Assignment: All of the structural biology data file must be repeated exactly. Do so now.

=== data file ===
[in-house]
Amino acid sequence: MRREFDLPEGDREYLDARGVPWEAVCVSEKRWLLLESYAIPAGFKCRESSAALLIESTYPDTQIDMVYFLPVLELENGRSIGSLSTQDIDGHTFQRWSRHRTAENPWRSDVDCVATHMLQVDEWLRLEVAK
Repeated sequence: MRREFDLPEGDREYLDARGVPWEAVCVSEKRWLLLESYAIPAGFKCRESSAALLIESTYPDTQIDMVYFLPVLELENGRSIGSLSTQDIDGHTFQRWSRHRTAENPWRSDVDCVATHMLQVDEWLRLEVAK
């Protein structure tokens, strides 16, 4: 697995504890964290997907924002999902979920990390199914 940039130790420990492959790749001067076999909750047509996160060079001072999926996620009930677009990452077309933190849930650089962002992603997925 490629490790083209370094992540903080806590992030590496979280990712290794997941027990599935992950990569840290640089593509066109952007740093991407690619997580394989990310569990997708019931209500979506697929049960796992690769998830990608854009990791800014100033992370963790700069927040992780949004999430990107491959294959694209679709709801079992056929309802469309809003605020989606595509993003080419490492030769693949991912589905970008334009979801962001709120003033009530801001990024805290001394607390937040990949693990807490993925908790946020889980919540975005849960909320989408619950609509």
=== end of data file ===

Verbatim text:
[in-house]
Amino acid sequence: MRREFDLPEGDREYLDARGVPWEAVCVSEKRWLLLESYAIPAGFKCRESSAALLIESTYPDTQIDMVYFLPVLELENGRSIGSLSTQDIDGHTFQRWSRHRTAENPWRSDVDCVATHMLQVDEWLRLEVAK
Repeated sequence: MRREFDLPEGDREYLDARGVPWEAVCVSEKRWLLLESYAIPAGFKCRESSAALLIESTYPDTQIDMVYFLPVLELENGRSIGSLSTQDIDGHTFQRWSRHRTAENPWRSDVDCVATHMLQVDEWLRLEVAK
């Protein structure tokens, strides 16, 4: 697995504890964290997907924002999902979920990390199914 940039130790420990492959790749001067076999909750047509996160060079001072999926996620009930677009990452077309933190849930650089962002992603997925 490629490790083209370094992540903080806590992030590496979280990712290794997941027990599935992950990569840290640089593509066109952007740093991407690619997580394989990310569990997708019931209500979506697929049960796992690769998830990608854009990791800014100033992370963790700069927040992780949004999430990107491959294959694209679709709801079992056929309802469309809003605020989606595509993003080419490492030769693949991912589905970008334009979801962001709120003033009530801001990024805290001394607390937040990949693990807490993925908790946020889980919540975005849960909320989408619950609509």